When a young girl is shot, people are shocked. When a young girl is shot because she wants an education, people are outraged. This is what Britain would like to believe about itself anyway. But what truly angered me, as a girl of 15, was why Malala Yousafzai was targeted. When I first read about her story last year, all I could really take from it was how horrible the Taliban was and how helpless this Pakistani girl was. The media didn’t really take on board the fact, which emerges from her book I am Malala, co-written with Christina Lamb (Orion, £18.99), that every single day for her was a protest. She would hide her pens and books under her clothes on the way to school and ignore the Taliban’s threats. She is a role model, not just a victim.
Like other British teenagers, I often forget how lucky I am to have so many opportunities to do well. The Taliban said they shot Malala because they saw her as a symbol of secularism and Westernisation. In fact, for British teenagers, a very “Western” practice is absolutely despising school. The idea that teenagers hate school is constantly being projected onto our minds through films, music and the internet. What the Western media could and should have done was to show us how much this girl craved education and the opportunity to learn.
Her desire for the right to an education was not only fuelled by wanting to have a successful life. The Taliban became powerful in Swat, the area in which Malala lived, because of people’s ignorance. They used the fact that no one could understand the Koran as a way of exploiting them, telling them lies about what it said or meant. This is why people initially did not find the Taliban a threat, since it is supposedly Islam that they are fighting for. Malala seems to have been used by the Pakistani media as the central person to speak out against discrimination in the name of terror, mostly because journalists were too scared themselves to even attempt to make such determined statements.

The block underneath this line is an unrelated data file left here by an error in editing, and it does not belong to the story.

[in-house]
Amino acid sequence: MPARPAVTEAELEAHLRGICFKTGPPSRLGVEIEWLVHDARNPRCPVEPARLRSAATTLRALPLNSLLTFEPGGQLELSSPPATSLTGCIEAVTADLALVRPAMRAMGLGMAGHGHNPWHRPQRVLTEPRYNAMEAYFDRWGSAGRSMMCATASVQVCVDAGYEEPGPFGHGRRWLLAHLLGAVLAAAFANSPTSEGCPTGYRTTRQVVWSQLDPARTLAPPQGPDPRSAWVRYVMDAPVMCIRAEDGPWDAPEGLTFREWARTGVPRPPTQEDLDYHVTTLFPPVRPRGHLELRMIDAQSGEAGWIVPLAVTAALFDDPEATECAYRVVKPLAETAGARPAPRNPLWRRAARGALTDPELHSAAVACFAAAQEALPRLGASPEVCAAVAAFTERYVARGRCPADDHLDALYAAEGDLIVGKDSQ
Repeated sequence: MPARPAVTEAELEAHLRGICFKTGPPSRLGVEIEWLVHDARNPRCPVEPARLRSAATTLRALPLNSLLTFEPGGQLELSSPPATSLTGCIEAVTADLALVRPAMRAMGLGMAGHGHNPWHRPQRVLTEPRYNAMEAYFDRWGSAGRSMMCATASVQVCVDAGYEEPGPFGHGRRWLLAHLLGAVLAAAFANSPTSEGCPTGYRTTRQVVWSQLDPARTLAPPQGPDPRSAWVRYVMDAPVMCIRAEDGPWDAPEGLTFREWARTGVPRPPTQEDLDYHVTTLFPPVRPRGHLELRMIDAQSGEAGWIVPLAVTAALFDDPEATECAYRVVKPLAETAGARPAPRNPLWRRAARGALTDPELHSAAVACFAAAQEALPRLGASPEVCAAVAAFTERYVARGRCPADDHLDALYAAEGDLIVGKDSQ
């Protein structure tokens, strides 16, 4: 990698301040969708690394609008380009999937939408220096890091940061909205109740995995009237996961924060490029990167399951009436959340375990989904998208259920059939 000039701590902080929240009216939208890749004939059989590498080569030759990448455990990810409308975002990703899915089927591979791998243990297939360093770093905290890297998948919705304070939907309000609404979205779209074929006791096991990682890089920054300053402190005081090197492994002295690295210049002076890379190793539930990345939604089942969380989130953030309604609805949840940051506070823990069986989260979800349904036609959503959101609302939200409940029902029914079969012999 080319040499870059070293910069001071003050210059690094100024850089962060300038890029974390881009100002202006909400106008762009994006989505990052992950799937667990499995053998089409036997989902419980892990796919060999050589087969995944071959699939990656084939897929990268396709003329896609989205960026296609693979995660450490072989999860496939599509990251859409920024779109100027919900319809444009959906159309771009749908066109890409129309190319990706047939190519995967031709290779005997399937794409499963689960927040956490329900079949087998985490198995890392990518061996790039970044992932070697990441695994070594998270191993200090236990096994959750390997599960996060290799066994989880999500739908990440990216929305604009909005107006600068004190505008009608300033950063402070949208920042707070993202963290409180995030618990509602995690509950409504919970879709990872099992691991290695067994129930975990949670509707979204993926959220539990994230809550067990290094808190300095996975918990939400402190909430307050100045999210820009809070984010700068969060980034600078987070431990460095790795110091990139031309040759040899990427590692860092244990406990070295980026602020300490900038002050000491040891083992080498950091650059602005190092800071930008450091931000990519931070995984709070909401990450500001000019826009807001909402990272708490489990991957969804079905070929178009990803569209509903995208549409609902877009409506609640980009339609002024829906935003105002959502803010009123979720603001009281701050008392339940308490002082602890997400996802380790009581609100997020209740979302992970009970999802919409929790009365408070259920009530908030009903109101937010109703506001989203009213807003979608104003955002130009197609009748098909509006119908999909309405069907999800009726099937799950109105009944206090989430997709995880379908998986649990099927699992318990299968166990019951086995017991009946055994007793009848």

Having got the attention of adults in Pakistan, Malala needs to get all young women to make a stand, just as the Taliban got the young men of Pakistan to join their movement. Malala was lucky to have such a supportive father but I wonder why she is the only one to be so proactive, as her father was a relatively respected man in their village. Anyway, this book will inspire you not only to stand up for your beliefs but also to value the essential part of all civilisation (not just Western) that is education.
Although Malala did not win the Nobel peace prize, it doesn’t really matter. What is important, as she seems to be well aware, is that hers is now a globalised cause and the Taliban will have to take on the world if they want to keep women at home all day.